Source of image: Making sense of the Rhizome Metaphor for Teaching and Learning
Today our third paper about learning in the Rhizomatic Learning: The Community is the Curriculum MOOC (commonly known as Rhizo14) has been published. Here are links to the three papers.
Third paper: Bell, F., Mackness, J. & Funes, M. (2016). Participant association and emergent curriculum in a MOOC: Can the community be the curriculum? Research in Learning Technology.
Second paper: Mackness, J., Bell, F. & Funes, M. (2016). The Rhizome: a problematic metaphor for teaching and learning in a MOOC. 32(1), p.78-91 Australasian Journal of Educational Technology.
First paper: Mackness, J. & Bell, F. (2015). Rhizo14: A Rhizomatic Learning cMOOC in Sunlight and in Shade. Open Praxis. 7(1), p. 25-38
At the end of our first paper, in which we explored alternative perspectives of learners’ experiences in this MOOC, we wrote:
In future writing, we will explore:
- Interrelated processes of community and curriculum formation in Rhizo14
- The positive and negative effects of emotion and alienation
- Moderation and leadership roles in the design and conduct of de-centred courses
- Distributed spaces, technologies and services in a multi-platform MOOC
- The rhizome as a metaphor for teaching and learning
I think we have written about all these points, although not as separate points and some have been covered more implicitly than explicitly.
All these papers have been published in open journals and have been openly discussed by a group of Rhizo14 participants. I think most researchers would be gratified that their papers are noticed and discussed. At the beginning of the year Veletsianos and Shepherdson (2016) published a systematic analysis and synthesis of the empirical MOOC literature published in 2013-2015 in which they commented ‘that a select few papers are widely cited while nearly half of the papers are cited zero times’. In other words a lot of research goes unnoticed.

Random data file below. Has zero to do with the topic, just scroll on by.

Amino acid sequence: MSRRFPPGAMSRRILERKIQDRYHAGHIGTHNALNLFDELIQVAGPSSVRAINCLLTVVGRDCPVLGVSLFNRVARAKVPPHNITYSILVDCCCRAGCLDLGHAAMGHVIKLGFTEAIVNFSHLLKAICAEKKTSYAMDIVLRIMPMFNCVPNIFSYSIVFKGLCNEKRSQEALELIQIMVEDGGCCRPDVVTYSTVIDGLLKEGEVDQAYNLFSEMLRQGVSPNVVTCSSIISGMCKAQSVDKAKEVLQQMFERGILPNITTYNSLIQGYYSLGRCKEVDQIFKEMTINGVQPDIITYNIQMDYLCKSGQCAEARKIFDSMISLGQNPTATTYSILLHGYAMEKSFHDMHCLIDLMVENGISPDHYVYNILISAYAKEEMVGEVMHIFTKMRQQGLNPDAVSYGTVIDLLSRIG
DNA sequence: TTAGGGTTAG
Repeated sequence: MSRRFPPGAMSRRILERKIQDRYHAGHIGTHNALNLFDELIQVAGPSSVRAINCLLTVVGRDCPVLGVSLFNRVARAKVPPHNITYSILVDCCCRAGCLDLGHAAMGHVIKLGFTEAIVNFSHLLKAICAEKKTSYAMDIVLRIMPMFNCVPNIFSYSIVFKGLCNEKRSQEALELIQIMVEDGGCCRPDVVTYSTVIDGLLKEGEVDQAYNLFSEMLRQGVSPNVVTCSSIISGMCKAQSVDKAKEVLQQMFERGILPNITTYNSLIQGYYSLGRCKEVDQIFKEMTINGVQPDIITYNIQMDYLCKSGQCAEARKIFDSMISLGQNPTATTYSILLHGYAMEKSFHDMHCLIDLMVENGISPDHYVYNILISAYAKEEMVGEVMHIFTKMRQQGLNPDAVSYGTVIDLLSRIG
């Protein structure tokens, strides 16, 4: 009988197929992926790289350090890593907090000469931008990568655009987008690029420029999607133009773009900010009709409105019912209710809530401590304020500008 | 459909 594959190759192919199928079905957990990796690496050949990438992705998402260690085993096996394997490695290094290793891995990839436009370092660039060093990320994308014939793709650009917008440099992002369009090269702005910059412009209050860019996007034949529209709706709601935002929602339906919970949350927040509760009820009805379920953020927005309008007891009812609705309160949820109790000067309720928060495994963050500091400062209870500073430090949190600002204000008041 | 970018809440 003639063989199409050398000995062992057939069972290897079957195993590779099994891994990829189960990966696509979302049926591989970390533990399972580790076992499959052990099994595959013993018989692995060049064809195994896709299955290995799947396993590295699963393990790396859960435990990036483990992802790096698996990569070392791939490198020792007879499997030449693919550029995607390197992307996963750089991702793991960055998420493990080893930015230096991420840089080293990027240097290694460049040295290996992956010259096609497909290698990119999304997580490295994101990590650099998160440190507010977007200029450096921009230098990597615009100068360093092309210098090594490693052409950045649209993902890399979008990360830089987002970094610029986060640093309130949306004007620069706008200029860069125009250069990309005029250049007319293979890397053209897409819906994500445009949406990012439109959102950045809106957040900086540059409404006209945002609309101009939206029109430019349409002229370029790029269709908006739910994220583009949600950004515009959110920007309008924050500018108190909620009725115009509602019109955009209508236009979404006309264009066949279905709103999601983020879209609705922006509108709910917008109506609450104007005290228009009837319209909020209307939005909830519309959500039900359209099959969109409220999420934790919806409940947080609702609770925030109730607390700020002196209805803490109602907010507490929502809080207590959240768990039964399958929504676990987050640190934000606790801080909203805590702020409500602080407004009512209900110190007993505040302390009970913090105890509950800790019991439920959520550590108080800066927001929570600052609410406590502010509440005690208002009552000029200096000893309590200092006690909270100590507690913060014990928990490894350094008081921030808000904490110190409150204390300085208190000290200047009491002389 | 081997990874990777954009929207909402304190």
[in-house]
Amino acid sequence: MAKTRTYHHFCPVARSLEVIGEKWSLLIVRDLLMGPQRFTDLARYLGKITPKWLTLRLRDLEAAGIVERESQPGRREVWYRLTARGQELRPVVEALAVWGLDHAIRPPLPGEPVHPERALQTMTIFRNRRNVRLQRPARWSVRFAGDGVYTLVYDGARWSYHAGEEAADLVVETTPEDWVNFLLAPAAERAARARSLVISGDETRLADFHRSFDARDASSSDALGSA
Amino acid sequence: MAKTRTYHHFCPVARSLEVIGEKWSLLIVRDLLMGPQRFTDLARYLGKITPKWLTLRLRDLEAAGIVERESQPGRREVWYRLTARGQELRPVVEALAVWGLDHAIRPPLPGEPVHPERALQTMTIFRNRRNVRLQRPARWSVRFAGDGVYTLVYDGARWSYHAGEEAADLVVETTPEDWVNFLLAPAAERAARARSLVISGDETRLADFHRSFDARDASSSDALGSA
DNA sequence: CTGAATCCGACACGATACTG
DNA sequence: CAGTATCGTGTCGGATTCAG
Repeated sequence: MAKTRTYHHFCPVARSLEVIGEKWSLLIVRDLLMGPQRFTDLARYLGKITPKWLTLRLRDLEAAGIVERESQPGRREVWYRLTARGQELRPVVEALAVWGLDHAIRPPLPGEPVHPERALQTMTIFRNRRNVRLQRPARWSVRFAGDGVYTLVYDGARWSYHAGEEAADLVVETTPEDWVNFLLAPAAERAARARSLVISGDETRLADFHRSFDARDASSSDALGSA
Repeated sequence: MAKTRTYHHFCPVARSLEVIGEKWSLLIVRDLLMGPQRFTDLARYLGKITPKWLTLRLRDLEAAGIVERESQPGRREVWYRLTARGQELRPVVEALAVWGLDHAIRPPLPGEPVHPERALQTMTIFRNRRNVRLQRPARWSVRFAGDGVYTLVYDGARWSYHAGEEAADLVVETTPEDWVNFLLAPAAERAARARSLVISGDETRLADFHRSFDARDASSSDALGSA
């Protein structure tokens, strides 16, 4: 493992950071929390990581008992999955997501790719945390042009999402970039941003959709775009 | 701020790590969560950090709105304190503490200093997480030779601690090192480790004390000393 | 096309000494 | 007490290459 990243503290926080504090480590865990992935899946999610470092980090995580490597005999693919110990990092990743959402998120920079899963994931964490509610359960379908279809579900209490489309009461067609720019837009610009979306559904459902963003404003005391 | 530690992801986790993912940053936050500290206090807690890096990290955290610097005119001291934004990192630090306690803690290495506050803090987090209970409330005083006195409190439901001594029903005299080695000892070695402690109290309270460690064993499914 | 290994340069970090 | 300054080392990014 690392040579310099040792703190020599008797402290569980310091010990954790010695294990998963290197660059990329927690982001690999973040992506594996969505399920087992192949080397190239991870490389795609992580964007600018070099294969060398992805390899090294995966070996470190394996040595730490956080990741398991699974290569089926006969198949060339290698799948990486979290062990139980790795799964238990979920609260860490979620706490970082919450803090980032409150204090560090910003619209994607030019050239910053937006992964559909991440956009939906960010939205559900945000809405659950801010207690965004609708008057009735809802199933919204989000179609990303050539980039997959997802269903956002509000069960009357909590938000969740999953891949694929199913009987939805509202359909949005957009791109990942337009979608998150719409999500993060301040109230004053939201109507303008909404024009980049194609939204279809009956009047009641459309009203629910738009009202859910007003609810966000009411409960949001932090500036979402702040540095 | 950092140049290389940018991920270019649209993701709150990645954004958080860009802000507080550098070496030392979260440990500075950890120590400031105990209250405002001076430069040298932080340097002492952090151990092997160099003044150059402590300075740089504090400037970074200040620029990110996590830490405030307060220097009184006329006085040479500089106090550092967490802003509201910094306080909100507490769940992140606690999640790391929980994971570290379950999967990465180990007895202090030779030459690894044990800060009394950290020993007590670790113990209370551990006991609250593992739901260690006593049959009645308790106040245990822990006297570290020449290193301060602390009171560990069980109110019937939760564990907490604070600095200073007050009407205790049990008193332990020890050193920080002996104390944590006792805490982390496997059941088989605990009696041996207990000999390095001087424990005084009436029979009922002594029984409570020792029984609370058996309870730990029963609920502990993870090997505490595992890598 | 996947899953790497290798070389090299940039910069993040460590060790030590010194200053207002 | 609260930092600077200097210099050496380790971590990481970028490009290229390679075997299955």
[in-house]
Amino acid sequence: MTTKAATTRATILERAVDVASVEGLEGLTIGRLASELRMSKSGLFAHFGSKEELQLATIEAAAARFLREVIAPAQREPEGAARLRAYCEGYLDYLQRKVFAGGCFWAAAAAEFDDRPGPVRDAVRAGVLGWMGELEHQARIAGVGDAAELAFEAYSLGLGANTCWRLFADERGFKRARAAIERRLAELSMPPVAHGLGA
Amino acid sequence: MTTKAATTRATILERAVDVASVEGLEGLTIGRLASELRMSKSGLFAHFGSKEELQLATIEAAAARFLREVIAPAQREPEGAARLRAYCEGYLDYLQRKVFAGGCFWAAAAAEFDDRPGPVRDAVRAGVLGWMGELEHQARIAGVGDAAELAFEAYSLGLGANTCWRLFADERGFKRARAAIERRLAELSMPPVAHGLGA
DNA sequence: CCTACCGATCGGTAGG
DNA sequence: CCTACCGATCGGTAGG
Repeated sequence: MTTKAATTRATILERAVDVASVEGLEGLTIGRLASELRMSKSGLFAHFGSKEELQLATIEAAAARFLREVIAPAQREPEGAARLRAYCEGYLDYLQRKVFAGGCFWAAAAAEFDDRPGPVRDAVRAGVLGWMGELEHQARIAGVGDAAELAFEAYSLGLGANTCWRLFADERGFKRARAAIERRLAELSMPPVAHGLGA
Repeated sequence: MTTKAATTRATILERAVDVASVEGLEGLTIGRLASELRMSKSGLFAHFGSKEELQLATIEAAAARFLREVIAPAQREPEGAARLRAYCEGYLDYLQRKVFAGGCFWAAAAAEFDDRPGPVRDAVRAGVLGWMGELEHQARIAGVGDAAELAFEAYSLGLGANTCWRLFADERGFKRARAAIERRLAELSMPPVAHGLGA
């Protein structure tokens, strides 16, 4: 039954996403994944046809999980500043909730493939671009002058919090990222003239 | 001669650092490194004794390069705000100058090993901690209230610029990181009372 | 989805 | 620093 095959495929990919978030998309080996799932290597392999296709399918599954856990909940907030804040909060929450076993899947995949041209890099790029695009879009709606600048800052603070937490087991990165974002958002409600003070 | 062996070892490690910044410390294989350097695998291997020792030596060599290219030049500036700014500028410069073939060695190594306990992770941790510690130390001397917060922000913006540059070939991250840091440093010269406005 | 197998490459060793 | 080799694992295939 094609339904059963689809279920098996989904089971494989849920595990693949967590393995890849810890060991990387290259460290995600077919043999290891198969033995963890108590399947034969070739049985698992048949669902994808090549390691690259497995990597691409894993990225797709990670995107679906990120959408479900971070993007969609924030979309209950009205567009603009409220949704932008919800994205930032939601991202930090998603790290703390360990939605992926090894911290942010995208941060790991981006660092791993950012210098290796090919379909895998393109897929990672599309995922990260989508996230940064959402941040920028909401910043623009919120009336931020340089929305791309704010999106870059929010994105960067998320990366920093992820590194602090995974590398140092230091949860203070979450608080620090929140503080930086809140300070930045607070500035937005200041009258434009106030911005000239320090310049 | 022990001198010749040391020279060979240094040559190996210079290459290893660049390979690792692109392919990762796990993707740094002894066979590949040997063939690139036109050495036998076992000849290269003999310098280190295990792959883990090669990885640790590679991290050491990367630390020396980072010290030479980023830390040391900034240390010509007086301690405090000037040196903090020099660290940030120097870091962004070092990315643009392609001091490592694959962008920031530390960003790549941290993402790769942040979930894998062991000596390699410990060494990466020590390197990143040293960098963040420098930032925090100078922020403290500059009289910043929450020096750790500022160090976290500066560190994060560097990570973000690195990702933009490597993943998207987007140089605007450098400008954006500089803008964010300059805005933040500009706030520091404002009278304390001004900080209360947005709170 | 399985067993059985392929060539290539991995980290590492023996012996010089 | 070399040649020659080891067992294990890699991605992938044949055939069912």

It is too early for this research on Rhizomatic Learning to have received a lot of citations. I know from an early paper that colleagues and I wrote about CCK08 (the first MOOC) that it took two years for the paper to be noticed, but since then it has been cited a number of times.
In the meantime these three papers on rhizomatic learning have not gone unnoticed. Currently they are being discussed in the Rhizo15 Facebook group. This is rather ironic, since this third paper raises the problems, based on evidence, associated with using Facebook for discussion. For this reason we have asked for comment and discussion of the papers, which we welcome, to take place on our blogs. Here is the link to Frances’ blog post – http://francesbell.com/research-in-learning-technology/participant-association-and-emergent-curriculum-in-a-mooc-can-the-community-be-the-curriculum/
I have learned a lot, on so many levels, from these two years of research, which has all been voluntary, unfunded and collaborative and which will inform my future work.
Veletsianos, G., & Shepherdson, P. (2016). A Systematic Analysis And Synthesis of the Empirical MOOC Literature Published in 2013-2015. The International Review of Research in Open and Distributed Learning. 17(2), Retrieved from: http://www.irrodl.org/index.php/irrodl/article/view/2448/3629